Ian Poh – Straits Times
Singapore. Singapore is aiming to develop its clean energy industry by exploring new ways to make solar cells.
A total of $11 million in research funds are being given out for five proposals by companies or research institutes.
For the first time, the focus is not simply on making the cells — which convert light into energy — out of the traditional silicon.
Instead, the funds will also go toward research into other materials, such as copper indium selenide.
Some believe the new technologies have the potential to match or even surpass the performance of silicon cells.
Said Economic Development Board managing director Beh Swan Gin on Wednesday: “The research topics for this latest competitive funding round represent the next step forward for Singapore in solar energy research.”
Solar cells are used in devices such as calculators, road signs in remote areas and even satellites orbiting Earth.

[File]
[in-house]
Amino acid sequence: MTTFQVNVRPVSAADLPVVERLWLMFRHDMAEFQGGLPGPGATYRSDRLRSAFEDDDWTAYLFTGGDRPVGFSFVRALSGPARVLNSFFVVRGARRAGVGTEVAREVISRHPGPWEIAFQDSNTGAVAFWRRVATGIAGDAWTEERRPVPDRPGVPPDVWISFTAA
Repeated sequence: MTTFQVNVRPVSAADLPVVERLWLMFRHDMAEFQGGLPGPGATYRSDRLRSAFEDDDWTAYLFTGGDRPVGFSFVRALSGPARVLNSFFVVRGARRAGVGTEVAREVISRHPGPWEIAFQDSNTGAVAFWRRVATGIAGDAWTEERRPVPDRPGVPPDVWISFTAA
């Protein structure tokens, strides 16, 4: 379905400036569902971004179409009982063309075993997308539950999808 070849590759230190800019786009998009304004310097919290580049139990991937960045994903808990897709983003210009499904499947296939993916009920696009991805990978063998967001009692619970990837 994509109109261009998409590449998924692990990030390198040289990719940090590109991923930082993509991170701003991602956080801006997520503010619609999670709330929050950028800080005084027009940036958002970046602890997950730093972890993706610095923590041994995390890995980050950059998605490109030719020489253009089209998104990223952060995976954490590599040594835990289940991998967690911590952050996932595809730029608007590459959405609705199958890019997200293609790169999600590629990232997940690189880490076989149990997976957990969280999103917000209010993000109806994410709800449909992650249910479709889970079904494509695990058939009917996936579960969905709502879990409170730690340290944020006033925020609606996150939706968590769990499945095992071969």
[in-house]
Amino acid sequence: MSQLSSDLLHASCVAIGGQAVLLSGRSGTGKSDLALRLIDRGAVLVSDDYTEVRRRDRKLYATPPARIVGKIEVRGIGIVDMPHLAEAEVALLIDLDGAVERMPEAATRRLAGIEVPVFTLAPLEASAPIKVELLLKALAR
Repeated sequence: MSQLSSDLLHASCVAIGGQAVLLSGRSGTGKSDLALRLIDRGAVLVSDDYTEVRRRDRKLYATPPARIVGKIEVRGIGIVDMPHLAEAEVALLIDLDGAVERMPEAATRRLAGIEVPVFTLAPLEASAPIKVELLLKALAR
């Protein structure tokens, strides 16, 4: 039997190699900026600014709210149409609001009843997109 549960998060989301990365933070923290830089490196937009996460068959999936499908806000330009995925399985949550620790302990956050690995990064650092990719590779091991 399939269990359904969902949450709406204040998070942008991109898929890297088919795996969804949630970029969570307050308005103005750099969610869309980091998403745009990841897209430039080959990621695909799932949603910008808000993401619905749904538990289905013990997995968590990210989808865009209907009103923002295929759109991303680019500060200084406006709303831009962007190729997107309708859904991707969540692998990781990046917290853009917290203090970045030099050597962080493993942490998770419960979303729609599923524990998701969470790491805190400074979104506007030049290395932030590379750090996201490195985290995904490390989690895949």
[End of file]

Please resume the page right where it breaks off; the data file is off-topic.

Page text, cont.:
One recipient of the grant was Renewable Energy Corporation, a Norwegian company that runs a plant in Tuas. It proposed developing and producing a solar module based on a cell design that can absorb light more efficiently.
Said the company’s senior vice-president of operations and technology Erik Lokke Owre: “This new technology holds the promise of further cost reductions, in combination with an increase in module power.”
The awarding of $11 million in funding was announced on Wednesday by the Energy Innovation Program Office.
It is the fifth and final phase of a $57 million scheme launched in 2007 to develop the industry by kick-starting research and development. The previous four calls for proposals generally focused on mainstream silicon-based technology.
Beh said the additional focus on non-silicon materials this time would further diversify research capabilities in the clean energy field.
Reprinted courtesy of Straits Times